Multiculturalism and Education

0

America is often described as a melting pot, a place where different cultures come together to merge and mix, but what effects does this have on social life? While this cultural diversity can be advantageous in terms of population and cultural awareness, there might be some cultural clash problems including racism and prejudice and many times children are victims of such problems.

Multicultural education, which was introduced during the Civil Rights Movement of the 1960s and 1970s, can be described as a process that infiltrates all aspects of school practices, policies and organizations to ensure the highest levels of academic achievement for all students. This leads to the idea of every student being equal and deserving of all resources available. This process stems from the belief that the life histories and experiences of students are very importance and therefore should be included in the learning process. The inclusion of different cultures and their beliefs in the educational system is an outlet for students to share their norms and values and an eye opener for students who are clueless about other cultures. Multicultural education has five dimensions that are necessary for its success.

The first dimension is content integration which deals with the extent to which teachers use examples, data and information from a variety of cultures and groups to illustrate key concepts, principles, generalizations and theories in their subject area or discipline. This allows students to feel like they belong and like they can relate to the subject, resulting in them grasping the concept more easily.

Secondly, the knowledge construction process that deals with how social, behavioral and natural scientists create knowledge in their disciplines. In this process, instructors help students investigate ways in which cultural assumptions, perspectives and biases within a discipline influence the construction of knowledge, so students understand how knowledge is created and how it is influenced by factors of race, ethnicity, gender and social class.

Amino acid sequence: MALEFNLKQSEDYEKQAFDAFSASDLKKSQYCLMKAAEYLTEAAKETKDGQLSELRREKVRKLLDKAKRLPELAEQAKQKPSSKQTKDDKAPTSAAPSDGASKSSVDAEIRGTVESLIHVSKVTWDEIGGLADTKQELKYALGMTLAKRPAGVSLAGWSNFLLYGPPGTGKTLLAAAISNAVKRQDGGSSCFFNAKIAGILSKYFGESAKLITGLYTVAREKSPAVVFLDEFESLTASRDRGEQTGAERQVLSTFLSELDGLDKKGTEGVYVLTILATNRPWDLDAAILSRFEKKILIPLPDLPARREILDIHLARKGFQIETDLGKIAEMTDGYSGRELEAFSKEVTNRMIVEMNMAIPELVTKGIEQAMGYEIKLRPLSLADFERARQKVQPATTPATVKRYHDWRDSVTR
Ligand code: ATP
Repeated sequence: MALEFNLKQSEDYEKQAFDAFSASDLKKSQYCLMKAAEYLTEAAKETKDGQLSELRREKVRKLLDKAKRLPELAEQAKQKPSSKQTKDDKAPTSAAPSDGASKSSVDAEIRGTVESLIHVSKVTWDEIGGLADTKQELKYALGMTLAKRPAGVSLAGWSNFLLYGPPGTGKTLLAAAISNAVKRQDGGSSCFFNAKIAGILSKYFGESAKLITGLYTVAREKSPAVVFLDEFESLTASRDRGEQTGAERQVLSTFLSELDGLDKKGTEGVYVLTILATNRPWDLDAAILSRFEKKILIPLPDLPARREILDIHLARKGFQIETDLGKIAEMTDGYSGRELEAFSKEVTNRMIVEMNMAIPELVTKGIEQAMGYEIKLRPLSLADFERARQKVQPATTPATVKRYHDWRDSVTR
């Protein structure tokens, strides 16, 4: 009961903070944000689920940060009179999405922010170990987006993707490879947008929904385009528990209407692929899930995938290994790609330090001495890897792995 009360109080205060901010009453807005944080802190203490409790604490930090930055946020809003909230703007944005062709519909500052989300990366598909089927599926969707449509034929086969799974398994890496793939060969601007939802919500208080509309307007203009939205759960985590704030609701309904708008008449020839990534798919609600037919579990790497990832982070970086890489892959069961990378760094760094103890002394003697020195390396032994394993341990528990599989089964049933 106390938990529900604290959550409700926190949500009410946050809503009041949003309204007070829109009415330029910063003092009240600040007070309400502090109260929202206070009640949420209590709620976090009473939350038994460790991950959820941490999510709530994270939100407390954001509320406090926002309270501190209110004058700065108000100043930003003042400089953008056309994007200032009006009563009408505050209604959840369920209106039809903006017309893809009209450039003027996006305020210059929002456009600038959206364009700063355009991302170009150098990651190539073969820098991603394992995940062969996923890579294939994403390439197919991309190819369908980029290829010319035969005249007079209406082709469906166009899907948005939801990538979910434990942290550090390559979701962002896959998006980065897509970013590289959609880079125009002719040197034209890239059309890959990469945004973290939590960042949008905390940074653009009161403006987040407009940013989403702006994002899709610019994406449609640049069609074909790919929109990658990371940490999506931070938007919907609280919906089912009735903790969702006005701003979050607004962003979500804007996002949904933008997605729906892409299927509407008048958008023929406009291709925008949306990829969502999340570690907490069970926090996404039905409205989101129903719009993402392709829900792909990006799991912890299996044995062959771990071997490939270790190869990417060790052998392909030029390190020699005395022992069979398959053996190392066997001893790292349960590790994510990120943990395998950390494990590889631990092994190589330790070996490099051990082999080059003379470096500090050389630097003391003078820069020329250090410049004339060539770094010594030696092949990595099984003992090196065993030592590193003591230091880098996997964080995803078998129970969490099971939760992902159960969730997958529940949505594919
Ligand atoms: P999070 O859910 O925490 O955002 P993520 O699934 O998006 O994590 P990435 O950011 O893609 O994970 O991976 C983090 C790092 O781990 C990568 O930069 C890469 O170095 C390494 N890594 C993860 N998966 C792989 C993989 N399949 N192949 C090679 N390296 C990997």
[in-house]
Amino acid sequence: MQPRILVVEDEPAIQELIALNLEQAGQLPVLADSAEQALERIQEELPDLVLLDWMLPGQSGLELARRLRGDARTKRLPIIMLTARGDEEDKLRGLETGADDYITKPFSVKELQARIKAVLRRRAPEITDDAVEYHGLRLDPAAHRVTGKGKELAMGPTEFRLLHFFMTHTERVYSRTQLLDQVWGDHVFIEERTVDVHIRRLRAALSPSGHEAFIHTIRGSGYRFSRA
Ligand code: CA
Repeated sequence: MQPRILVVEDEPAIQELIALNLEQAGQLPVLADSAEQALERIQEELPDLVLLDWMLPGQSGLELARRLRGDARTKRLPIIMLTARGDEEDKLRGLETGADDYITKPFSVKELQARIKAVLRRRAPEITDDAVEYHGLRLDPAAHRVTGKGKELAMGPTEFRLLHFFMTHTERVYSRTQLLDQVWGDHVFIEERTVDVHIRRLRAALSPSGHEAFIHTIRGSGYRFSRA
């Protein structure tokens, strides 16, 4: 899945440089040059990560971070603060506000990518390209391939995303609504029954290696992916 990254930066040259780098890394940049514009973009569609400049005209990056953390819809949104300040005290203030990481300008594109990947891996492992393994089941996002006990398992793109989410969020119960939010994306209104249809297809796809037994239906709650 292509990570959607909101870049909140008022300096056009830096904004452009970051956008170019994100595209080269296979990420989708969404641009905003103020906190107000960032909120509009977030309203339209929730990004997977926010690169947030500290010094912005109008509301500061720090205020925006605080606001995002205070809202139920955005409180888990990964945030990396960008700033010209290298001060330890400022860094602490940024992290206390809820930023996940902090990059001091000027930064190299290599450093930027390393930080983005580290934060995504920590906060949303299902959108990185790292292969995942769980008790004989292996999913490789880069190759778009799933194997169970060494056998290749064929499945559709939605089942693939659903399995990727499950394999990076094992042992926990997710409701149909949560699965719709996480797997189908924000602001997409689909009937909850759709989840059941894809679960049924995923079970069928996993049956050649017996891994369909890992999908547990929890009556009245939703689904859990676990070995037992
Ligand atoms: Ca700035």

Third comes prejudice reduction dimension. The theory behind this pillar of multicultural education was Gordon Allport. This dimension tends to stir away from prejudice judgments which helps students to develop positive and democratic racial attitudes. This way, everyone is respected.

The fourth dimension is known as an equity pedagogy. In this section, teachers change their methods to enable kids from diverse racial groups and both genders to achieve which suggests that cooperative learning will enhance the achievements of a wide range of students from a wide range of groups. Some of the methods that teachers might use include, cooperative groups, simulations, role-playing and discovery.

Lastly, empowering school culture, which can be described as restructuring the culture and organization of the school so that students from diverse racial, ethnic, socioeconomic and language groups experience equality. An empowering school provides teachers with opportunities for collective planning and instruction and creates democratic structures that give teachers, parents and school staff shared responsibility for school governance.

Multicultural education and its five dimensions have been enforced for years, been proven to be effective and are still relevant today. These concepts play key roles in our society as they help us live together at peace, respecting each person as an individual while embracing and accepting their values. Almost half-a-million immigrants enter America per year to become a part of this community and these five dimensions make them feel welcomed and comfortable.

Ren-Nessa Maulseed is a Sophomore Broadcast/Mass Communications major from Houston, Texas. She will be a contributing writer for The Campus Chronicle for the 2017-2018 school year.

0 comments